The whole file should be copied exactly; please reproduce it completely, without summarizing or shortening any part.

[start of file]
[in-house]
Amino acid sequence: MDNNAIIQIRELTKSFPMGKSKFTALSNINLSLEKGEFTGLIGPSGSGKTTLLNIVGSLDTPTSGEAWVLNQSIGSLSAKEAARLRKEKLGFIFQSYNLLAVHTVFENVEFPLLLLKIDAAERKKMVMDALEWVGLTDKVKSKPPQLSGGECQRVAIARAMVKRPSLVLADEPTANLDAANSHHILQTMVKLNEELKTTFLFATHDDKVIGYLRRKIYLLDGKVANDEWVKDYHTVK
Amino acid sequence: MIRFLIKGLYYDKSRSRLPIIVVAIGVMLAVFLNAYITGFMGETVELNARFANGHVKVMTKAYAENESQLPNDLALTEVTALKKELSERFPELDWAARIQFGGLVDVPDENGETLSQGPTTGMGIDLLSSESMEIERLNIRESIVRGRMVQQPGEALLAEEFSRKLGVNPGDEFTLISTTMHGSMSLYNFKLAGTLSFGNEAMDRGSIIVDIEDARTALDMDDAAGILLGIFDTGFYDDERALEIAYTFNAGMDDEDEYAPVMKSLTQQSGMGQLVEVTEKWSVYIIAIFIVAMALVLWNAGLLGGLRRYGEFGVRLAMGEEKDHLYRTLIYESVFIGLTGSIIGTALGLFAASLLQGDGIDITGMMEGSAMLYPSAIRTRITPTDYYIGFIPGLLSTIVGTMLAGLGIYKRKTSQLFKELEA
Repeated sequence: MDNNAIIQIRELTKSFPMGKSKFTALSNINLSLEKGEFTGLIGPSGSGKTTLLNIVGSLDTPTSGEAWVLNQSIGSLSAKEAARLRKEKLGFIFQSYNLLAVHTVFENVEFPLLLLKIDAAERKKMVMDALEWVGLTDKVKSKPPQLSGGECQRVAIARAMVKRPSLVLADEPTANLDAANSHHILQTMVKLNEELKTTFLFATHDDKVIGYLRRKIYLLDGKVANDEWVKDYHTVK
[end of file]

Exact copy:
[in-house]
Amino acid sequence: MDNNAIIQIRELTKSFPMGKSKFTALSNINLSLEKGEFTGLIGPSGSGKTTLLNIVGSLDTPTSGEAWVLNQSIGSLSAKEAARLRKEKLGFIFQSYNLLAVHTVFENVEFPLLLLKIDAAERKKMVMDALEWVGLTDKVKSKPPQLSGGECQRVAIARAMVKRPSLVLADEPTANLDAANSHHILQTMVKLNEELKTTFLFATHDDKVIGYLRRKIYLLDGKVANDEWVKDYHTVK
Amino acid sequence: MIRFLIKGLYYDKSRSRLPIIVVAIGVMLAVFLNAYITGFMGETVELNARFANGHVKVMTKAYAENESQLPNDLALTEVTALKKELSERFPELDWAARIQFGGLVDVPDENGETLSQGPTTGMGIDLLSSESMEIERLNIRESIVRGRMVQQPGEALLAEEFSRKLGVNPGDEFTLISTTMHGSMSLYNFKLAGTLSFGNEAMDRGSIIVDIEDARTALDMDDAAGILLGIFDTGFYDDERALEIAYTFNAGMDDEDEYAPVMKSLTQQSGMGQLVEVTEKWSVYIIAIFIVAMALVLWNAGLLGGLRRYGEFGVRLAMGEEKDHLYRTLIYESVFIGLTGSIIGTALGLFAASLLQGDGIDITGMMEGSAMLYPSAIRTRITPTDYYIGFIPGLLSTIVGTMLAGLGIYKRKTSQLFKELEA
Repeated sequence: MDNNAIIQIRELTKSFPMGKSKFTALSNINLSLEKGEFTGLIGPSGSGKTTLLNIVGSLDTPTSGEAWVLNQSIGSLSAKEAARLRKEKLGFIFQSYNLLAVHTVFENVEFPLLLLKIDAAERKKMVMDALEWVGLTDKVKSKPPQLSGGECQRVAIARAMVKRPSLVLADEPTANLDAANSHHILQTMVKLNEELKTTFLFATHDDKVIGYLRRKIYLLDGKVANDEWVKDYHTVK